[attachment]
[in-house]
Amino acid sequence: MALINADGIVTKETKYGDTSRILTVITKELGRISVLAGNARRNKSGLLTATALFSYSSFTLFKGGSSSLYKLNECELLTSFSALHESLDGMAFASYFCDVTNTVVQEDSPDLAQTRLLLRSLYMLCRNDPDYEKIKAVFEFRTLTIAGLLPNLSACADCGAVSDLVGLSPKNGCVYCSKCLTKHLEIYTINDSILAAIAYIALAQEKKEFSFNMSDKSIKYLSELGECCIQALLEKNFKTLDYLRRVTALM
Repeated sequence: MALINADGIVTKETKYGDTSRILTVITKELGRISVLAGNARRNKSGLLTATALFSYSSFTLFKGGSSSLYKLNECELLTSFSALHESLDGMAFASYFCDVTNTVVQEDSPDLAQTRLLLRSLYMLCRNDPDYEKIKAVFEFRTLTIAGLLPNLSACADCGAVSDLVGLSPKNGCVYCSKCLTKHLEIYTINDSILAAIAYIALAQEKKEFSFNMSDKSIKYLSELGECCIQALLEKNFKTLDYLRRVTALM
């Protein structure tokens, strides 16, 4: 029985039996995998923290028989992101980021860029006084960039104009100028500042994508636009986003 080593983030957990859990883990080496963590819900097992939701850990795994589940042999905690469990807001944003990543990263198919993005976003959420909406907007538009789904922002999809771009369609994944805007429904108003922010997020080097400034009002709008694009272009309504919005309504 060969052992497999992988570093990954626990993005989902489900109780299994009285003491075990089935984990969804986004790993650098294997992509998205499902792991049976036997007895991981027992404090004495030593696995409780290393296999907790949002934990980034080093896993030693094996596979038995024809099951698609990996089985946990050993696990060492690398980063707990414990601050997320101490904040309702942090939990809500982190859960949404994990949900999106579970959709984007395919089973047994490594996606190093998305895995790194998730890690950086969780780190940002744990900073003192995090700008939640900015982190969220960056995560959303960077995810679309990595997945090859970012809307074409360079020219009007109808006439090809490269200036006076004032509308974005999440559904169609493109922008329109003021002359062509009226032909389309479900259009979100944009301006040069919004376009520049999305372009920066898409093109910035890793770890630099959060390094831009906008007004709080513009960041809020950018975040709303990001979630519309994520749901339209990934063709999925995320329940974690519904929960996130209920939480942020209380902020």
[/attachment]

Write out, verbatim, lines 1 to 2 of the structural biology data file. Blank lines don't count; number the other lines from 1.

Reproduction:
[in-house]
Amino acid sequence: MALINADGIVTKETKYGDTSRILTVITKELGRISVLAGNARRNKSGLLTATALFSYSSFTLFKGGSSSLYKLNECELLTSFSALHESLDGMAFASYFCDVTNTVVQEDSPDLAQTRLLLRSLYMLCRNDPDYEKIKAVFEFRTLTIAGLLPNLSACADCGAVSDLVGLSPKNGCVYCSKCLTKHLEIYTINDSILAAIAYIALAQEKKEFSFNMSDKSIKYLSELGECCIQALLEKNFKTLDYLRRVTALM